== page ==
No, I’m not kidding. The owners of Pabst Blue Ribbon are releasing an up-market, premium beer branded with the PBR label, called “PBR 1844.” In China. For thirty times the price of the ordinary stuff sold there.
If there was ever an offender in the “hoppy, semi-sweet, tasteless, too-carbonated barley pop” category, it would be PBR. There was never a sillier trend than when affluent urban hipsters collectively decided to drink PBR as an ironic affectation of their communion with the blue collar lifestyle.
I understand the corporation that bought out the original rights to the brand name wants to get value for their money and that the profit margin on premium beer may well be enough to justify making and selling something more on the order of barley wine than ordinary suds. But the niche they’ve carved out for themselves is one that borders on the edge of kitsch; their other branding properties include Colt 45 Malt Liquor, Lone Star, Schaefer, Schlitz, Schmidt’s, Old Milwaukee, Old Style, Stroh’s, and St. Ides Malt Liquor.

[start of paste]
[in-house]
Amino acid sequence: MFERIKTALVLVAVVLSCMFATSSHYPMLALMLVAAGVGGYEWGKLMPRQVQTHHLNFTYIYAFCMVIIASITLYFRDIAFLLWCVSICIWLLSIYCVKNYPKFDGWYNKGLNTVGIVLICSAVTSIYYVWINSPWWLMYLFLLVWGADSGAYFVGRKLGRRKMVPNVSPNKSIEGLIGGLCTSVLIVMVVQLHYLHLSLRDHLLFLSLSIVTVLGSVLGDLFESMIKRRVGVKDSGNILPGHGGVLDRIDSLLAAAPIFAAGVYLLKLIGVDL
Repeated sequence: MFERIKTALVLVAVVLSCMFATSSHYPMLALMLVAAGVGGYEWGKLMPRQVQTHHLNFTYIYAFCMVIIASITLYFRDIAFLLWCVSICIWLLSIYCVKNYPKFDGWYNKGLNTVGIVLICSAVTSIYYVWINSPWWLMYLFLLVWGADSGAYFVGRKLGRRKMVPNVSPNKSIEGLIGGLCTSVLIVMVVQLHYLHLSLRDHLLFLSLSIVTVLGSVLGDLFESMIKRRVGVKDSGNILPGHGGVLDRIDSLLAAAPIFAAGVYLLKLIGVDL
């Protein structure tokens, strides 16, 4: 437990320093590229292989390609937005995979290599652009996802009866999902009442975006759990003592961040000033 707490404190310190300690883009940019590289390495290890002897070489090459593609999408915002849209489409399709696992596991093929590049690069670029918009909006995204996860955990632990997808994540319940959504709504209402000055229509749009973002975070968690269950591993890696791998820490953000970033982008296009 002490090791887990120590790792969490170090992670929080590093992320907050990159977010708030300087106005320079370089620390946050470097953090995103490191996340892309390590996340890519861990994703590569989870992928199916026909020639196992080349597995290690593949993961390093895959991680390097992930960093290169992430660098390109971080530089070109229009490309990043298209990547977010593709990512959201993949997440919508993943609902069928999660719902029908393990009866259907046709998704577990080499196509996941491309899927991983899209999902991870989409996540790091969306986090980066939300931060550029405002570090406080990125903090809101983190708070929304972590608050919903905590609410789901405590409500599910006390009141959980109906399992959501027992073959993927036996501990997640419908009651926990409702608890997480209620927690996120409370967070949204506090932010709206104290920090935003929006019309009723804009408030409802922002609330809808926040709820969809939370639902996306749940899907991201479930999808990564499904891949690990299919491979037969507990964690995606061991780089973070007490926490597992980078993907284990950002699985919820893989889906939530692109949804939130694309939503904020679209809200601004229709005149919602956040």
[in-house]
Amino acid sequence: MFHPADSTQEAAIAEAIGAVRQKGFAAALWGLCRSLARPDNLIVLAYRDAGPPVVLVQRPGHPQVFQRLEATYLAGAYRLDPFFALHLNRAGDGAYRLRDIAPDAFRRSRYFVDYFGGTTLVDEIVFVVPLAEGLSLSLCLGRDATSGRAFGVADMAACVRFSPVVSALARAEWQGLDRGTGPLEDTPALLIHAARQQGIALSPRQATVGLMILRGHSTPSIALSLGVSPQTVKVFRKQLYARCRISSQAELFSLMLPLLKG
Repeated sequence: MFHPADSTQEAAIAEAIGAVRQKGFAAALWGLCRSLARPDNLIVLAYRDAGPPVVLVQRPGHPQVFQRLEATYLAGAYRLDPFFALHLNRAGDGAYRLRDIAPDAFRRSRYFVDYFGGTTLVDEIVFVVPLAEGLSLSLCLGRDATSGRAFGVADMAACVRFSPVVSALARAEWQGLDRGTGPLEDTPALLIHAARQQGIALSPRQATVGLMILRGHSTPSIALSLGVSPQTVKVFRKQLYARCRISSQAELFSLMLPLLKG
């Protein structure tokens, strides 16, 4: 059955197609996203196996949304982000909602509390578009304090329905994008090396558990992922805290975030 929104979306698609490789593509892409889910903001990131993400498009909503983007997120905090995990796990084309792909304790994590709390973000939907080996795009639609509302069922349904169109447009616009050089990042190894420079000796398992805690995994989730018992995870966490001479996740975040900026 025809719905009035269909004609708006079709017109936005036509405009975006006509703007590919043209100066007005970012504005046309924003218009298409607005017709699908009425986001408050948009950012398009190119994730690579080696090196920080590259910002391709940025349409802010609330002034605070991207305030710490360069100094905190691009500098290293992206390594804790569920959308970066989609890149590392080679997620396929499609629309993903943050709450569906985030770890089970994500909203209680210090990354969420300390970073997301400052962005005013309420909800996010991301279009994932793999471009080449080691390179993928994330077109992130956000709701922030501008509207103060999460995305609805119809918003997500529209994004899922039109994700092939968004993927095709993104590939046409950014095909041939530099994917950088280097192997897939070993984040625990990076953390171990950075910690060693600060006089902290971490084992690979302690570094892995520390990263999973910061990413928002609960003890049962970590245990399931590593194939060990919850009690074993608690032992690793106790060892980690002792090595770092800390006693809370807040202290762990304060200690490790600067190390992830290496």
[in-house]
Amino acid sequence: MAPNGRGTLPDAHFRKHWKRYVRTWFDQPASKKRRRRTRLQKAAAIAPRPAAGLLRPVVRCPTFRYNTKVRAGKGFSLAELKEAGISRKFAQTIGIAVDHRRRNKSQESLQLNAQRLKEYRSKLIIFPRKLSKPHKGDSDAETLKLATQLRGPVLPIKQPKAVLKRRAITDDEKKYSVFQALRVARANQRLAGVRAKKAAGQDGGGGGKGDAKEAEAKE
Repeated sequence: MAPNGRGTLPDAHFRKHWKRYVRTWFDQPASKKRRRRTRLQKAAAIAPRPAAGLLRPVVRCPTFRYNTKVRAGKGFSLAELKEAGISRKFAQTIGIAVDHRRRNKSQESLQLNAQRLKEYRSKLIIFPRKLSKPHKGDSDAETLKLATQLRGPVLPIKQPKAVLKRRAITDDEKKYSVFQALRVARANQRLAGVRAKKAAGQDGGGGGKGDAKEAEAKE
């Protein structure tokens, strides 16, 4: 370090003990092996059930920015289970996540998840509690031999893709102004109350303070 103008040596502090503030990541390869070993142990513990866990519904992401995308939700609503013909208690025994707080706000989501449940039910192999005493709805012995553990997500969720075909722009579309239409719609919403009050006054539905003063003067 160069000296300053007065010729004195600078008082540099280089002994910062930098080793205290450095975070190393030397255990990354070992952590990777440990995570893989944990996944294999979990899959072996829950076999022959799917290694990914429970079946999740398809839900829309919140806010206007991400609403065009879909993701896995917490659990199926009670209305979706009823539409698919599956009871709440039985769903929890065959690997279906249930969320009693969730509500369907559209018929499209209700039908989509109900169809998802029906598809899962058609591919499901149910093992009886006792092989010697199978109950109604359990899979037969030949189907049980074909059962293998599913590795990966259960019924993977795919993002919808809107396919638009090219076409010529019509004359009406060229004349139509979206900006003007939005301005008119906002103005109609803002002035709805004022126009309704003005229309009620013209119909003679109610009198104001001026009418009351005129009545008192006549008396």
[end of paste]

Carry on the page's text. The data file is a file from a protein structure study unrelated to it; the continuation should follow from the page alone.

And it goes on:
So did they not also get the rights to use “Best Select” along with the PBR brand? That was the original name, after all. Maybe you tie an actual blue ribbon around the neck of the bottle in another nod to the brand’s history. Seems like a good idea to me, but then again I chose a career in law, not in marketing. So let’s just add this to the “world turns upside down” file.
Via James Joyner.